Theory Into Practice
As the history and experience of the space shuttle would clearly demonstrate, the possibility that hot exhaust gases could leak through the rocket sections during the ignition sequence was hardly theoretical. Such concerns emerged almost immediately. The solid rocket motors were used multiple times. After detaching from the shuttle they landed in the Atlantic Ocean where they were recovered, examined and then refurbished. Beginning with STS-2 and at least 10 times thereafter, there was clear and alarming evidence that under a variety of normal operating conditions, hot gases were leaking from the motor sections and impinging on and damaging the primary and occasionally, the secondary O-ring systems (see Field Joint Distress Table).
The failure of an SRB joint was a criticality one event which would result in the loss of the shuttle. Despite this fact, the reaction of many involved in the launch decision chain, including managers and engineers, was to examine the event, identify the cause and attendant risk and then accept that risk as normal. Since no catastrophic failure had occurred, only damage, often of increasing severity to an SRB joint, risk was both accumulated and tolerated. NASA continued to tolerate clearly unacceptable risk because they "got away with it last time."
One aspect of the post-NFPA 1500 (Standard on Fire Department Occupational Safety and Health) period in which we find ourselves is the continuing ability of the fire service to accept or tolerate unnecessary accumulated risk. Currently, the three primary sources of unwarranted aggregate risk (or potential criticality one events) are:
- Employment of firefighters with a cardiac condition (known or unknown)
- Dangerous operation of response vehicles by unqualified personnel
- Placing firefighters in a "forward" fire environment where civilian life safety is not a rational consideration
A Fateful Decision
January 25, 1986, was by far the coldest launch weather to date. An unseasonable cold snap had plunged pre-dawn temperatures into the mid-20's. The lowest previous launch temperature was 53 degrees F. Given the forecasted extremely low temperatures, some engineers, in fact, those with the most direct knowledge of the O-ring and joint problems, expressed alarm that the launch might go forward. They were gravely concerned that the frigid temperatures would reduce the ability of the O-rings to seal properly and retard the flow of hot gases through the joints.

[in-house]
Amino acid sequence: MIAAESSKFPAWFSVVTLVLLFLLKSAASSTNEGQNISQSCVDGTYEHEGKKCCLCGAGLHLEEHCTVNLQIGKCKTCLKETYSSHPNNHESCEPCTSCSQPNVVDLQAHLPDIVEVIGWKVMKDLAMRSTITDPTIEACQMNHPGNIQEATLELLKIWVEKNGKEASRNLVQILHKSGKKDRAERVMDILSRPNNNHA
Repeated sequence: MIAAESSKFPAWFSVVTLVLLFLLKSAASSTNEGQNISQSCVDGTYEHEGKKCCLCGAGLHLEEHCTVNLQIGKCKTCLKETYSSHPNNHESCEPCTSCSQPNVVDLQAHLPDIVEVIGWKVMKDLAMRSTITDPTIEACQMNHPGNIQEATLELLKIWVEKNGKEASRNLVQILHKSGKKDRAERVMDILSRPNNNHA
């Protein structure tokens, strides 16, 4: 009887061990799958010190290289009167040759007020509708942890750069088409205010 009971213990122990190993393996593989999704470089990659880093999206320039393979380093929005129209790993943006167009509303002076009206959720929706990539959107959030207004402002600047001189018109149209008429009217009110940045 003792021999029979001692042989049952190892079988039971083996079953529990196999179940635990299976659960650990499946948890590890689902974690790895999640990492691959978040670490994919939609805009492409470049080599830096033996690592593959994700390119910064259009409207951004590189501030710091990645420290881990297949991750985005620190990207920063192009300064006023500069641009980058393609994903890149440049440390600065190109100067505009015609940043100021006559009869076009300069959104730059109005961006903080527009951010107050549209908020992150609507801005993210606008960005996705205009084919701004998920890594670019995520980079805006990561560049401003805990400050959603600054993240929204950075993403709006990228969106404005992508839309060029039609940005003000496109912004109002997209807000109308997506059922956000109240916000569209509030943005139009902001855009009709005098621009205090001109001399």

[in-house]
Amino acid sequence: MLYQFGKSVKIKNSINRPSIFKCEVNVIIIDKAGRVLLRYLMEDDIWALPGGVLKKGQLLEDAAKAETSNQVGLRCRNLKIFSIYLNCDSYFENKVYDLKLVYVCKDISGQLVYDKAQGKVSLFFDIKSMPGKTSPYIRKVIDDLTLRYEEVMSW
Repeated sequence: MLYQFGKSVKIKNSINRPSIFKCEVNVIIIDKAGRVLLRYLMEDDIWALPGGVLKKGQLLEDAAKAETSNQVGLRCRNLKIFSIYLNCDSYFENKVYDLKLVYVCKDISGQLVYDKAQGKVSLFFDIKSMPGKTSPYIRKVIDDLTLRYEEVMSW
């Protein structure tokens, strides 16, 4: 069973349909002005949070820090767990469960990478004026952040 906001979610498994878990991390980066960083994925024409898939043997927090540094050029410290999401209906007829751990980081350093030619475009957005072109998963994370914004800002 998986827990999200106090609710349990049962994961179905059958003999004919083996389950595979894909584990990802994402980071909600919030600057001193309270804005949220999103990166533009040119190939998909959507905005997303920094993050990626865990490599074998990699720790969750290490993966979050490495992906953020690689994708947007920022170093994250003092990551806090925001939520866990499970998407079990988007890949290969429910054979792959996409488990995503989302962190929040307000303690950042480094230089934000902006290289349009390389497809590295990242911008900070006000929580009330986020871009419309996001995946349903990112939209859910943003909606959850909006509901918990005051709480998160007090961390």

Their unease resulted in a series of teleconferences between personnel at Morton Thiokol in Utah, at the Marshall Space Flight Center in Huntsville, AL and in Florida. Morton Thiokol, led by their engineers, recommended against the launch at such a cold temperature. NASA managers, some in senior positions, were unhappy with the Morton Thiokol decision but unwilling to overrule a contractor regarding their system. NASA managers were under pressure to launch. One stated that he was appalled at the Morton Thiokol position and another asked "Are we supposed to wait until April?"
This caused a stir in Utah and Morton Thiokol asked for a recess in the conference call, which was granted. Offline, Morton Thiokol managers and engineers debated their position. Finally, Morton Thiokol managers, stating that it was time to make a management decision, as opposed to an engineering decision, excluded the engineers and voted to revise their earlier position and instead recommend launching. They returned to the conference call and relayed their new position. Clearly focused on concerns other than crew safety, they allowed external pressures to overturn the correct assessments of seasoned, experienced professionals.
While STS-51 had received what would be a fatal green light as far as the SRBs were concerned, cold weather was also causing other problems on the pad. Large amounts of water are needed at launch to protect the shuttle and launch facilities from engine exhaust gases and dynamic forces. This water is provided at the launch pad by way of above ground piping which was in danger of freezing and bursting. The time-honored solution to this problem was to allow the pipes to drip continuously through the night. The result was no burst pipes but a launch service structure and other areas sheathed in ice. This included the path the astronauts would need to traverse in the event of an emergency evacuation. The ice, in the opinion of a shuttle contractor in California, posed unknown risks to the space craft. Chunks of ice knocked loose during ignition or as the orbiter left the pad could strike it, causing catastrophic damage. Despite these concerns, the launch was a go.